CSCI 4530/6530 Advanced Computer Graphics
Spring 2015

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    memory debugging
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Academic Integrity

Downloading and Installing or Upgrading Cygwin

  1. Go to and click the "Install or Update now!" link (in the middle of the page, or the side, with the Cygwin icon above it) and download the setup file to somewhere where you can find it. There are both 32 and 64 bit versions; make sure you remember which one you get because you'll need to use the same setup file each time you go to install more packages or you'll end up with 2 Cygwin installations.

  2. Double click the setup file, click next, and then select the "Install From Internet" box, then click next again (keep all the settings here the same), then click next one more time.

  3. Make sure to set the local package directory to C:\cygwin (or C:\cygwin64 for the 64-bit version), then click next, and then next again. Here pick a mirror, any mirror, and then click next again.

  4. There's a ton of info on this next page of packages to choose and such, just keep the "Curr" choice selected at the top.

  5. You will need to install a number of extra packages for your work in this course:

    • First, type "zip" in the search box near the top of the installation window. Open up the "Archive" section, then locate the "zip" package. The description should be "zip: Info-ZIP compression utility" . Click on the word "Skip" on that line to indicate we want to install zip rather than skipping it. A version number should appear, like "".

    • Next, type "g++" in the search box. Open up the "Devel" section, and click on "Skip" for "gcc-g++: GNU Compiler Connection (C++)" until the version number appears.

    • Also, type "gdb" in the search box. Open up the "Devel" section, and select "gdb: The GNU Debugger" for installation.

    • Then, type "clang" in the search box. Click "Skip" for "clang: C/C++/ObjC compiler frontend based on LLVM" until the version number appears.

    • Finally, type "mingw" in the search box, open up the "Devel" section, and install "mingw-gcc-g++". (This is needed to run the Dr. Memory memory debugger.)

  6. Then go ahead and hit next. If a "Resolving Dependencies" window shows, make sure the "Select required packages" box is checked, hit next again and take a coffee break. Your computer is going to download a plethora of packages, and then install them. It may tell you that you have to reboot after the install, if it does, do so.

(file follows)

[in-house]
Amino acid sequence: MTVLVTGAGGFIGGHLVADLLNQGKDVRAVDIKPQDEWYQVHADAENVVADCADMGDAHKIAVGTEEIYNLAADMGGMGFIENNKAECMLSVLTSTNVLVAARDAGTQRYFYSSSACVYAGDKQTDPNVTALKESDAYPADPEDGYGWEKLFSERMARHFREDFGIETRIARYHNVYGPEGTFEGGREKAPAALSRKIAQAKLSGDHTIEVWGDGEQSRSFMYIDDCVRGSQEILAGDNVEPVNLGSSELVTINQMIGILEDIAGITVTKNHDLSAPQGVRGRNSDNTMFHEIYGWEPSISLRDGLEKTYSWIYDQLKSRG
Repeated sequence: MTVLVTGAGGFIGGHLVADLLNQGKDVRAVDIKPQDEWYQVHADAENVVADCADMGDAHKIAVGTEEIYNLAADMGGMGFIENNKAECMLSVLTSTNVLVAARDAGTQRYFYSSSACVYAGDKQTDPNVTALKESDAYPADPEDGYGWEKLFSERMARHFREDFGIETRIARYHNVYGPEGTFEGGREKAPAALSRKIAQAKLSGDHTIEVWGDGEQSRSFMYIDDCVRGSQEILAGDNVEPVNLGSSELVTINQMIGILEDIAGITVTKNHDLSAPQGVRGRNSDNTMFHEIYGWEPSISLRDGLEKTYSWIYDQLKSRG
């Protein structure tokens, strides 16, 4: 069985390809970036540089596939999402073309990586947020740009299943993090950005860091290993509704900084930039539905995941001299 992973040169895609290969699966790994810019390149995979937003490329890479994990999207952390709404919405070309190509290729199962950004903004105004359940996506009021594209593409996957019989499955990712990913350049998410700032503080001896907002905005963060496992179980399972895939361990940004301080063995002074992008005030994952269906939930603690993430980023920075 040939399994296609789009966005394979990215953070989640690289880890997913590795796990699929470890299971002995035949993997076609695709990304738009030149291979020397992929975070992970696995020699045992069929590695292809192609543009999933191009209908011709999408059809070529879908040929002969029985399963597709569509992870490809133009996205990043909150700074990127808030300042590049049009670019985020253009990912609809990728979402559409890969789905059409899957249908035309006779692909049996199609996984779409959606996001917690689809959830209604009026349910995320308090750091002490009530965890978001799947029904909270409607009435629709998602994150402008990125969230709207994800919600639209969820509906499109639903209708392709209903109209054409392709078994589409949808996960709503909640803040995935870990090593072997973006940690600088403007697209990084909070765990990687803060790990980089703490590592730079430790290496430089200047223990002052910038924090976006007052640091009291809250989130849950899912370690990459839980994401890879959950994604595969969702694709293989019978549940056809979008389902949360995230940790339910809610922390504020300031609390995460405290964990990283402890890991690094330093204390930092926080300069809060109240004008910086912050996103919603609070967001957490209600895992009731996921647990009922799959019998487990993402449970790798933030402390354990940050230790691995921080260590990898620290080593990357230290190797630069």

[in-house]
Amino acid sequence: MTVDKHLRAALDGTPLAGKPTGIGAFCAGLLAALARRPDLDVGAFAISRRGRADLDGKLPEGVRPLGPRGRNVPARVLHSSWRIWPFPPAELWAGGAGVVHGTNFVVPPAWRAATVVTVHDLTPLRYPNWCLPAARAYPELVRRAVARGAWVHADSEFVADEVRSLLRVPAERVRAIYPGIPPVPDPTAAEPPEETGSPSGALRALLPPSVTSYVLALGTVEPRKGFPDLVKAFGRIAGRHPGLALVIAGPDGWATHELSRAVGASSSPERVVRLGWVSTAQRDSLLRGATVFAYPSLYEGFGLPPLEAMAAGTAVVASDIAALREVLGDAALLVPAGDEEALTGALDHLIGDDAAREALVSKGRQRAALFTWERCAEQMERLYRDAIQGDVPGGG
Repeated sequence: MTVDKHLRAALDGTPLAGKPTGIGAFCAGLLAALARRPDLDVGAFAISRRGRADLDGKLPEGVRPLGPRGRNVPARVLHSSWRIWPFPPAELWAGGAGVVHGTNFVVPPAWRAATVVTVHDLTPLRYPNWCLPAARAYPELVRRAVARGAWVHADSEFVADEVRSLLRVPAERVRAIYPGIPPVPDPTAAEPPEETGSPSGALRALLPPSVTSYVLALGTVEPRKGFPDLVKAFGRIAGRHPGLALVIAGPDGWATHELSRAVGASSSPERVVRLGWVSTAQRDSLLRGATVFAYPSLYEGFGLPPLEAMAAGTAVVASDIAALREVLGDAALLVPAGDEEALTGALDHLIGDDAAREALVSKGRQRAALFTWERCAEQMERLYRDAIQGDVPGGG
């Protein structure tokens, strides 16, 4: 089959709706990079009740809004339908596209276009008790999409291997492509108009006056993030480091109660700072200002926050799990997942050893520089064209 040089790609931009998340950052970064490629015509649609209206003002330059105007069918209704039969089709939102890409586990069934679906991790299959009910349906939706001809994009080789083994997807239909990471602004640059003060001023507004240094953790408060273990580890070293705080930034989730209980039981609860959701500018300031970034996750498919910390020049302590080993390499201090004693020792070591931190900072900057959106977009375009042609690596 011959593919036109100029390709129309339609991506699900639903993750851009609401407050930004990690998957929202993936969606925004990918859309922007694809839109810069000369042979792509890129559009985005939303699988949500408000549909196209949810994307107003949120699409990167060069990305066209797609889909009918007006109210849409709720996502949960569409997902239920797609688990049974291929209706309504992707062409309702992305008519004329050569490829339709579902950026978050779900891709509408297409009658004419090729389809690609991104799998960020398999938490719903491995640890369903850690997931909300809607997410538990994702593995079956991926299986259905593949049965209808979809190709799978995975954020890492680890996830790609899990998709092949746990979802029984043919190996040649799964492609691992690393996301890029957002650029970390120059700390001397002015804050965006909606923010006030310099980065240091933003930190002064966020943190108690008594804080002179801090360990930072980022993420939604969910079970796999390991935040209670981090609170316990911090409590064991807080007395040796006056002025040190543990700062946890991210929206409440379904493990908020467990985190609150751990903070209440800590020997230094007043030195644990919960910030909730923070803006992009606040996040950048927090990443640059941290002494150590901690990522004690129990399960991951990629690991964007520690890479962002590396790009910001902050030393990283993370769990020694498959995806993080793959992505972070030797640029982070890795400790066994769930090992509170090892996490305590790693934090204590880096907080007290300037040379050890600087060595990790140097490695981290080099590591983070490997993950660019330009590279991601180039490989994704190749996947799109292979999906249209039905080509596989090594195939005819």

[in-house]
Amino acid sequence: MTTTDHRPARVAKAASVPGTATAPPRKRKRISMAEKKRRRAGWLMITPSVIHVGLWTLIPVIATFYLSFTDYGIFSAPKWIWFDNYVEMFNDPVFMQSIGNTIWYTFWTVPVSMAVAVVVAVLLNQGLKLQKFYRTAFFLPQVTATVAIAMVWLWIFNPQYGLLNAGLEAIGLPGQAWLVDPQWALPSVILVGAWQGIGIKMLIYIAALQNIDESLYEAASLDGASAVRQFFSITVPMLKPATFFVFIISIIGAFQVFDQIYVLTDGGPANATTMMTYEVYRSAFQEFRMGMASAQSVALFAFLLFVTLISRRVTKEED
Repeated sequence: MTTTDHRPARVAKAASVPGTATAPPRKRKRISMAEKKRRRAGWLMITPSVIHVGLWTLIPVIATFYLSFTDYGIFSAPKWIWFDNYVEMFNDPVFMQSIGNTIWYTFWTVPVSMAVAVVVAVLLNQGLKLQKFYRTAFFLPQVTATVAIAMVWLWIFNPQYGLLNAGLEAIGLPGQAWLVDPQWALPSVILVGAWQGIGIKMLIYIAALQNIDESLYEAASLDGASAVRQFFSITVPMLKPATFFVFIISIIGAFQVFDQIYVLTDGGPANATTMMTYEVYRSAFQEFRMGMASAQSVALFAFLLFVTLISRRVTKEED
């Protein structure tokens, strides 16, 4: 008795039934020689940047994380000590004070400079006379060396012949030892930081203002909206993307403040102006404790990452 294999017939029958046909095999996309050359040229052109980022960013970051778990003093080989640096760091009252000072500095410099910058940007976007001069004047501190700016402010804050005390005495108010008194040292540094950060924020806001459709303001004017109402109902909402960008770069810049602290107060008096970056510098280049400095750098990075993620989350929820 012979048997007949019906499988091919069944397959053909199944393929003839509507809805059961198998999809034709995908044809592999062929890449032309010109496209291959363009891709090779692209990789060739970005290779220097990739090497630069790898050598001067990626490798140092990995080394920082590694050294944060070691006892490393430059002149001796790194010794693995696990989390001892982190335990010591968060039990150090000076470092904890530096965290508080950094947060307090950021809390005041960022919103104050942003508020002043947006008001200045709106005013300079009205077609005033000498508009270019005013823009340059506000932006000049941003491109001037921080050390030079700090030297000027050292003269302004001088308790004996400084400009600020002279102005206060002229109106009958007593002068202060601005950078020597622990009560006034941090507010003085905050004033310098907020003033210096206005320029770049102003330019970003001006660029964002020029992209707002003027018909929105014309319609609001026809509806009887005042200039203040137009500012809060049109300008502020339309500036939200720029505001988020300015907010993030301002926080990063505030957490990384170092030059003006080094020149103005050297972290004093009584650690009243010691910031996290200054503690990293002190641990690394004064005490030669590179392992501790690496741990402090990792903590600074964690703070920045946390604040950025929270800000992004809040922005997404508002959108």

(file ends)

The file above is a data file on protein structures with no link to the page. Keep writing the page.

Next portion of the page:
7. Click finish and pat yourself on the back, you've finished a complete Cygwin install.

Helpful edits to the Cygwin .bashrc file

  1. First, locate your .bashrc file for the current user. This is probably c:\Cygwin\home\YOUR_USERNAME\.bashrc (or just ~/.bashrc from the Cygwin shell). Make a copy of this file and put it somewhere safe before making the changes below, so you can undo in case anything goes wrong.

  2. To quickly navigate to your Data Structures files, you can add a variable that points to that directory in your .bashrc file:


    Then at the Cygwin prompt, you can use that variable:
       cd $DS
  3. To make an alias for the MinGW compiler with the options necessary for Dr. Memory, add this to your .bashrc file:

       alias memg++='i686-pc-mingw32-g++.exe -static-libgcc -static-libstdc++ -ggdb'

    Then at the Cygwin prompt, you can type:
       memg++ -o foo.exe my_source_1.cpp my_source2.cpp
  4. Finally, let's add Dr. Memory to your Cygwin path (which is different from your Windows path that the Dr. Memory installer may have already edited automatically). At the end of the .bashrc, add this line:

       PATH=$PATH:/cygdrive/c/Program\ Files \ \(x86)/Dr.\ Memory/bin

    Now to run Dr. Memory from Cygwin, you can just type:

       drmemory -brief -batch -- foo.exe arg1 arg2

Note: You'll need to close & reopen Cygwin to after editing your .bashrc file.